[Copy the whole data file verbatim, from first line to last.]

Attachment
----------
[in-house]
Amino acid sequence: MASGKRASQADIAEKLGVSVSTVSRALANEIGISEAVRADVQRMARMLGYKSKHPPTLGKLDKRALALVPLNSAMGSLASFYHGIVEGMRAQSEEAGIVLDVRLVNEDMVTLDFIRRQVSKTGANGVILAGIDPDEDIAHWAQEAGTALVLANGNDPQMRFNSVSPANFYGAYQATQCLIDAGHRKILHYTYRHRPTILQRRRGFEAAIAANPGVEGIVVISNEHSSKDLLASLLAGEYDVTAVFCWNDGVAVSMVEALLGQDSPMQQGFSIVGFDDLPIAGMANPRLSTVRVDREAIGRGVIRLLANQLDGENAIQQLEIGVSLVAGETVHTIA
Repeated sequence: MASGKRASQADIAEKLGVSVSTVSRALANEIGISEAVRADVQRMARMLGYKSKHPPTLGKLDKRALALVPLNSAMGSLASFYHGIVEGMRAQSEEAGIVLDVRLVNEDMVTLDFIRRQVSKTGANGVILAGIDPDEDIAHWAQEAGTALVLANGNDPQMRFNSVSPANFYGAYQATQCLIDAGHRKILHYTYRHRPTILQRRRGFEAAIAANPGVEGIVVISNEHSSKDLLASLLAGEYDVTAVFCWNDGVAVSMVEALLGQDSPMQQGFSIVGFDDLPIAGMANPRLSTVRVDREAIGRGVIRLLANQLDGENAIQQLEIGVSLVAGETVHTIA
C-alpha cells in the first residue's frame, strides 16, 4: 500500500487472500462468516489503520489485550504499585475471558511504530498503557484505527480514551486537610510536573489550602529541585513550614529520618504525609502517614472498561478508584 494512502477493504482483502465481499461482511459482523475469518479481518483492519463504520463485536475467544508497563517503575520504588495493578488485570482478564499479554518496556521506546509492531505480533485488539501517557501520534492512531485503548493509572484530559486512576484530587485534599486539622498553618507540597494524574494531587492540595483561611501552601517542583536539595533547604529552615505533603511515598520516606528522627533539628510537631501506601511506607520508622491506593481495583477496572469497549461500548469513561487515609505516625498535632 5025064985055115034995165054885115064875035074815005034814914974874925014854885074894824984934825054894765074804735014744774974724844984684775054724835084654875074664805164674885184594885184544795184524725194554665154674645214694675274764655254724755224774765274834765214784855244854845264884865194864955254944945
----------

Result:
[in-house]
Amino acid sequence: MASGKRASQADIAEKLGVSVSTVSRALANEIGISEAVRADVQRMARMLGYKSKHPPTLGKLDKRALALVPLNSAMGSLASFYHGIVEGMRAQSEEAGIVLDVRLVNEDMVTLDFIRRQVSKTGANGVILAGIDPDEDIAHWAQEAGTALVLANGNDPQMRFNSVSPANFYGAYQATQCLIDAGHRKILHYTYRHRPTILQRRRGFEAAIAANPGVEGIVVISNEHSSKDLLASLLAGEYDVTAVFCWNDGVAVSMVEALLGQDSPMQQGFSIVGFDDLPIAGMANPRLSTVRVDREAIGRGVIRLLANQLDGENAIQQLEIGVSLVAGETVHTIA
Repeated sequence: MASGKRASQADIAEKLGVSVSTVSRALANEIGISEAVRADVQRMARMLGYKSKHPPTLGKLDKRALALVPLNSAMGSLASFYHGIVEGMRAQSEEAGIVLDVRLVNEDMVTLDFIRRQVSKTGANGVILAGIDPDEDIAHWAQEAGTALVLANGNDPQMRFNSVSPANFYGAYQATQCLIDAGHRKILHYTYRHRPTILQRRRGFEAAIAANPGVEGIVVISNEHSSKDLLASLLAGEYDVTAVFCWNDGVAVSMVEALLGQDSPMQQGFSIVGFDDLPIAGMANPRLSTVRVDREAIGRGVIRLLANQLDGENAIQQLEIGVSLVAGETVHTIA
C-alpha cells in the first residue's frame, strides 16, 4: 500500500487472500462468516489503520489485550504499585475471558511504530498503557484505527480514551486537610510536573489550602529541585513550614529520618504525609502517614472498561478508584 494512502477493504482483502465481499461482511459482523475469518479481518483492519463504520463485536475467544508497563517503575520504588495493578488485570482478564499479554518496556521506546509492531505480533485488539501517557501520534492512531485503548493509572484530559486512576484530587485534599486539622498553618507540597494524574494531587492540595483561611501552601517542583536539595533547604529552615505533603511515598520516606528522627533539628510537631501506601511506607520508622491506593481495583477496572469497549461500548469513561487515609505516625498535632 5025064985055115034995165054885115064875035074815005034814914974874925014854885074894824984934825054894765074804735014744774974724844984684775054724835084654875074664805164674885184594885184544795184524725194554665154674645214694675274764655254724755224774765274834765214784855244854845264884865194864955254944945